The product has been eight years in the making and includes 14 botanicals. The team behind the product took 38 attempts to get the botanical mix right.
The gin was launched last week in the US and its only UK listing is currently in Quo Vadis restaurant, Soho, London. Roll out is scheduled for Edinburgh, New York and travel retail.
The bespoke still produces 120 bottles per batch (240 bottles per day) and a major advantage of cold distillation is that there are no heads or tails - so less wastage than traditional distillation methods. On the downside, the process is costly. Just how expensive, global marketing manager Raquel Faria wouldn't say.
She did say this: "Our ambition was to produce an exceptional tasting, ultra premium gin with no compromises - a gin that marries authenticity and craftsmanship with innovation and technology. Oxley is a luxury gin and a first for spirit connoisseurs."
The ultra premium nature is reflected in its £48 price tag.
Another advantage of cold distillation is that it allows for the use of fresh fruit - in this case grapefruits, oranges and lemons. The juniper flavour is sweeter and less pine-like.
The bottle reads: Oxley Classic English Dry Gin. The product does in fact meet the London Gin criteria but Faria explained why they didn't want to put this on the label.
She said: "It is a true London Dry but we chose to label it English because we didn't want consumers to presume it was like other London Dry gins."
The team behind the brand includes scientists, botanical experts and expert distillers in the US and UK. Because the idea took eight years to master, there isn't a specific number of people behind it and there is currently no master distiller. The gin is produced at Thames Distillery in Clapham, London. Oxley Spirits Company has created bespoke brandy balloon style glasses and they suggest serving the product over ice with a twist of grapefruit.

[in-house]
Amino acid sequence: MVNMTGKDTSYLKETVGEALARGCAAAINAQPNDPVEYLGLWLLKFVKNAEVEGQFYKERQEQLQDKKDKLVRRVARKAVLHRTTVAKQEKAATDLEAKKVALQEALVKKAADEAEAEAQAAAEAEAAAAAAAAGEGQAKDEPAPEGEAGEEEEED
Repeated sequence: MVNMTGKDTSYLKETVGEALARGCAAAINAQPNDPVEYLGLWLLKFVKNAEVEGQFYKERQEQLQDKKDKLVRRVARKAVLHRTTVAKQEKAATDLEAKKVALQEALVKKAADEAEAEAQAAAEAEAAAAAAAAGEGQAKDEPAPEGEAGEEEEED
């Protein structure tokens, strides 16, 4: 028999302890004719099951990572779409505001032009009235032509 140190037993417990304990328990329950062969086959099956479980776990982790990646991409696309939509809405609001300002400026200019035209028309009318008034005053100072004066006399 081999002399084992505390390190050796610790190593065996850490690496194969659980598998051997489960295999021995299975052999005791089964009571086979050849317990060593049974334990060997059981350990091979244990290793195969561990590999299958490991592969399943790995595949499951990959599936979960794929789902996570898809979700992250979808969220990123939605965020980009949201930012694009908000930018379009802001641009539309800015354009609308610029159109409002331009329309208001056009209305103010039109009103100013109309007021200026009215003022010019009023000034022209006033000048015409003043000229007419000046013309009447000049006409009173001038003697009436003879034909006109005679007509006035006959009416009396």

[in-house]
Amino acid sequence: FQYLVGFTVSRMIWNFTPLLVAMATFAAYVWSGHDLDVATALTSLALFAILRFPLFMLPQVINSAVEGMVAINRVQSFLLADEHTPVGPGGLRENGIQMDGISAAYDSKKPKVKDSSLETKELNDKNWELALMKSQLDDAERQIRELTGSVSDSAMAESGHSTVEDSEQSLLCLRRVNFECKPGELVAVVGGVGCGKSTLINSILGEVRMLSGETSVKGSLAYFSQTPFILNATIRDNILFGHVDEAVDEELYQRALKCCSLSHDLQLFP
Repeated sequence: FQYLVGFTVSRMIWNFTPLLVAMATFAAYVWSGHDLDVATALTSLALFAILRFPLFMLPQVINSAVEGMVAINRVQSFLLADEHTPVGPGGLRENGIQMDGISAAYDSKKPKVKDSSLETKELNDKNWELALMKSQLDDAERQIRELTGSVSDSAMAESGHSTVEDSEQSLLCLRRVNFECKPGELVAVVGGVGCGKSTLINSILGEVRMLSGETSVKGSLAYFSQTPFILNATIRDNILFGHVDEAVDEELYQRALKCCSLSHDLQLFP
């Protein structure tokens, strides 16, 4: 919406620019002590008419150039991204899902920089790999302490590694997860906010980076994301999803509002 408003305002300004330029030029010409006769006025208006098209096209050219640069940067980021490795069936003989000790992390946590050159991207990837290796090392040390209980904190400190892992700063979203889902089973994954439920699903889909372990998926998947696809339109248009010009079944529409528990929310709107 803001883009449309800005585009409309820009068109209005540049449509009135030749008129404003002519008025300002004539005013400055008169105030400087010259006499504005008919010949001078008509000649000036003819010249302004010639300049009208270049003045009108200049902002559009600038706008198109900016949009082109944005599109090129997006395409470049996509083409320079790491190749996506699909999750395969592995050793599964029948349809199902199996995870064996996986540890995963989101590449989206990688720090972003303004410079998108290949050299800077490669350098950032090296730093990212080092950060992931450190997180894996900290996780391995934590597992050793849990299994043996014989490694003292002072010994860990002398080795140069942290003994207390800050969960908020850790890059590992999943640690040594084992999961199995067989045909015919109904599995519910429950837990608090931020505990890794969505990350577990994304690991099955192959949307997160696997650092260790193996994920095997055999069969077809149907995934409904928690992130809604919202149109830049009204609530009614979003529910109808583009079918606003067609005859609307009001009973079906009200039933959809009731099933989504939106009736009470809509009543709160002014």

Here comes the science
Cold Distillation is based on the principle that the boiling point of all liquids alters with pressure change; the lower the pressure, the lower the temperature required to achieve boiling. cold distillation lowers the pressure within the still allowing distillation to take place at approximately -5ºC. The vapour then passes through a colder probe at -100 ºC where it changes back to a liquid.
As a result the natural essences of the botanical ingredients are captured and preserved from maceration - in this case 15 hours - to the final spirit.